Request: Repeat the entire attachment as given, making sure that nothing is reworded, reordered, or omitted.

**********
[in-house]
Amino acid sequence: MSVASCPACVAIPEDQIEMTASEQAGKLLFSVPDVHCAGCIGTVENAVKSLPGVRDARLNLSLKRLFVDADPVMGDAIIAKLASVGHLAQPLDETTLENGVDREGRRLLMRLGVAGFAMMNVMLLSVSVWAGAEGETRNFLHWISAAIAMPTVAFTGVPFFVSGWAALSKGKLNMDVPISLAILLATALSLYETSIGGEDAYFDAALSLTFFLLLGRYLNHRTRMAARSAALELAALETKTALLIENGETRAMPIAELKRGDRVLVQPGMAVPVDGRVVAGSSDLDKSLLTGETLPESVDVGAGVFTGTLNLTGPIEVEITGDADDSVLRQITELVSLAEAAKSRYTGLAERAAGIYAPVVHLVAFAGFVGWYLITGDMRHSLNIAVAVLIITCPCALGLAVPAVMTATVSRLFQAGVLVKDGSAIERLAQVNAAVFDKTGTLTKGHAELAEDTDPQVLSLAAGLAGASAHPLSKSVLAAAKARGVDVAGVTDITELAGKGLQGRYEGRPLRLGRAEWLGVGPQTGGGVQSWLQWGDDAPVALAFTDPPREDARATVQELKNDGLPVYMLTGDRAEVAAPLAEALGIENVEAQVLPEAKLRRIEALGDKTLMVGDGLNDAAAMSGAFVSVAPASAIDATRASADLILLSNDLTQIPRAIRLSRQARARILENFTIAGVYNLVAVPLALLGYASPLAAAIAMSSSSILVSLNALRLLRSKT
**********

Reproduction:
[in-house]
Amino acid sequence: MSVASCPACVAIPEDQIEMTASEQAGKLLFSVPDVHCAGCIGTVENAVKSLPGVRDARLNLSLKRLFVDADPVMGDAIIAKLASVGHLAQPLDETTLENGVDREGRRLLMRLGVAGFAMMNVMLLSVSVWAGAEGETRNFLHWISAAIAMPTVAFTGVPFFVSGWAALSKGKLNMDVPISLAILLATALSLYETSIGGEDAYFDAALSLTFFLLLGRYLNHRTRMAARSAALELAALETKTALLIENGETRAMPIAELKRGDRVLVQPGMAVPVDGRVVAGSSDLDKSLLTGETLPESVDVGAGVFTGTLNLTGPIEVEITGDADDSVLRQITELVSLAEAAKSRYTGLAERAAGIYAPVVHLVAFAGFVGWYLITGDMRHSLNIAVAVLIITCPCALGLAVPAVMTATVSRLFQAGVLVKDGSAIERLAQVNAAVFDKTGTLTKGHAELAEDTDPQVLSLAAGLAGASAHPLSKSVLAAAKARGVDVAGVTDITELAGKGLQGRYEGRPLRLGRAEWLGVGPQTGGGVQSWLQWGDDAPVALAFTDPPREDARATVQELKNDGLPVYMLTGDRAEVAAPLAEALGIENVEAQVLPEAKLRRIEALGDKTLMVGDGLNDAAAMSGAFVSVAPASAIDATRASADLILLSNDLTQIPRAIRLSRQARARILENFTIAGVYNLVAVPLALLGYASPLAAAIAMSSSSILVSLNALRLLRSKT